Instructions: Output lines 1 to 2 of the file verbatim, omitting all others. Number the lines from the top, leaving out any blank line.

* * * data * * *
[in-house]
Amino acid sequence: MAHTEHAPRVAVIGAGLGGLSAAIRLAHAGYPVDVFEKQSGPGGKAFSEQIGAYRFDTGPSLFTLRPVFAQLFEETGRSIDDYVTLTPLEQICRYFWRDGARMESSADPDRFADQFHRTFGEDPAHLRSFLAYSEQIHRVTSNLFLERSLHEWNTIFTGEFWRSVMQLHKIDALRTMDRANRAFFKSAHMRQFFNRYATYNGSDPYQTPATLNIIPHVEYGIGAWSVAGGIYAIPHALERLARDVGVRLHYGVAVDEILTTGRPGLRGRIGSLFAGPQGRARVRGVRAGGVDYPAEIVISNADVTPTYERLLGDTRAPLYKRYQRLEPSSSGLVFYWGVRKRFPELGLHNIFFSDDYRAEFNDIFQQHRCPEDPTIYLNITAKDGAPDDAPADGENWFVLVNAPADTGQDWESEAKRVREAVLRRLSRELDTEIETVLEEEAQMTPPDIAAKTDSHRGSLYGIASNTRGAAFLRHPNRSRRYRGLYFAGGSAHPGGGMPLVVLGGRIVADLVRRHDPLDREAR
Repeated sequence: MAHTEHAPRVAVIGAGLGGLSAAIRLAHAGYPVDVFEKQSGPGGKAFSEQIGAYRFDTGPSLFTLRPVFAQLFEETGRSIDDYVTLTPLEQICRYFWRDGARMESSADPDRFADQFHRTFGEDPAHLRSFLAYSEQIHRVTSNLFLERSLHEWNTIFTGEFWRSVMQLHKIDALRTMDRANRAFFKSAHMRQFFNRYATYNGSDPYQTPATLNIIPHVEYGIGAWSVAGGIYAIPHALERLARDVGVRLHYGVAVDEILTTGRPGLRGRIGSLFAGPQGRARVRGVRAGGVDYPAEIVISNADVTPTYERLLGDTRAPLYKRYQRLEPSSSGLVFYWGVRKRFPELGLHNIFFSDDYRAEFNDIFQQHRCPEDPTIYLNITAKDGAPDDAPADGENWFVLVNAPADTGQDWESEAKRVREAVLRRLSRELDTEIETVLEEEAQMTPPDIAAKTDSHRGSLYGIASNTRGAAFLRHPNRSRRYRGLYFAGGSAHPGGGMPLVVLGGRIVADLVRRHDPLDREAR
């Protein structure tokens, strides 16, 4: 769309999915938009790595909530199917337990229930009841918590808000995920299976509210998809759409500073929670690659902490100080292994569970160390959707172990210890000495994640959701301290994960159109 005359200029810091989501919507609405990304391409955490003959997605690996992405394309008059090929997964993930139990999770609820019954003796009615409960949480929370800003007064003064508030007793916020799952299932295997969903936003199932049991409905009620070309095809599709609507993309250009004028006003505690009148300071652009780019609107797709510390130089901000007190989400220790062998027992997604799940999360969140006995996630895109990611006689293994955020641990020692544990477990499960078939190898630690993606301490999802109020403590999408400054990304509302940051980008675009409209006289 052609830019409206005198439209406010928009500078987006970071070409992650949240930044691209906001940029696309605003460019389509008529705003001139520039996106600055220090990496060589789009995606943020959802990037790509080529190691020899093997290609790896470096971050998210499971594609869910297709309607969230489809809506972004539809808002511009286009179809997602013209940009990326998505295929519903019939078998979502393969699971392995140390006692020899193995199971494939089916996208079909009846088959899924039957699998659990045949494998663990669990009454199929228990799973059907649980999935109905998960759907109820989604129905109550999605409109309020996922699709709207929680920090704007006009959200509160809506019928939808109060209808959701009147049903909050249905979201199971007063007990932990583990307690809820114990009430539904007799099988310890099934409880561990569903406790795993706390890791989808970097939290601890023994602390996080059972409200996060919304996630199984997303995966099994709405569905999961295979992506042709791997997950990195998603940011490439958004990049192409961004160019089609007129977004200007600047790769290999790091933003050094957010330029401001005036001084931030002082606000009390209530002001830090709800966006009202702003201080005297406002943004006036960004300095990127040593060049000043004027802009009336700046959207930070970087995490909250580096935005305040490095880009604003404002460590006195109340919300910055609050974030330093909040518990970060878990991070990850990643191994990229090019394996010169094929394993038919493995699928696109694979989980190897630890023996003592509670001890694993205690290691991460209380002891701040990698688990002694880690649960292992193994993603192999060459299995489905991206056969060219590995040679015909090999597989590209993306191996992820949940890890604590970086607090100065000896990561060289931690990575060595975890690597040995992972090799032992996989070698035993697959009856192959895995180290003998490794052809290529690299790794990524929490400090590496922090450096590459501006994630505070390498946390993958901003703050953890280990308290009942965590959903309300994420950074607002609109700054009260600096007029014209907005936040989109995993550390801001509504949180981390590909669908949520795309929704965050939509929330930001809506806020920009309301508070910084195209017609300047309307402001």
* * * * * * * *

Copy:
[in-house]
Amino acid sequence: MAHTEHAPRVAVIGAGLGGLSAAIRLAHAGYPVDVFEKQSGPGGKAFSEQIGAYRFDTGPSLFTLRPVFAQLFEETGRSIDDYVTLTPLEQICRYFWRDGARMESSADPDRFADQFHRTFGEDPAHLRSFLAYSEQIHRVTSNLFLERSLHEWNTIFTGEFWRSVMQLHKIDALRTMDRANRAFFKSAHMRQFFNRYATYNGSDPYQTPATLNIIPHVEYGIGAWSVAGGIYAIPHALERLARDVGVRLHYGVAVDEILTTGRPGLRGRIGSLFAGPQGRARVRGVRAGGVDYPAEIVISNADVTPTYERLLGDTRAPLYKRYQRLEPSSSGLVFYWGVRKRFPELGLHNIFFSDDYRAEFNDIFQQHRCPEDPTIYLNITAKDGAPDDAPADGENWFVLVNAPADTGQDWESEAKRVREAVLRRLSRELDTEIETVLEEEAQMTPPDIAAKTDSHRGSLYGIASNTRGAAFLRHPNRSRRYRGLYFAGGSAHPGGGMPLVVLGGRIVADLVRRHDPLDREAR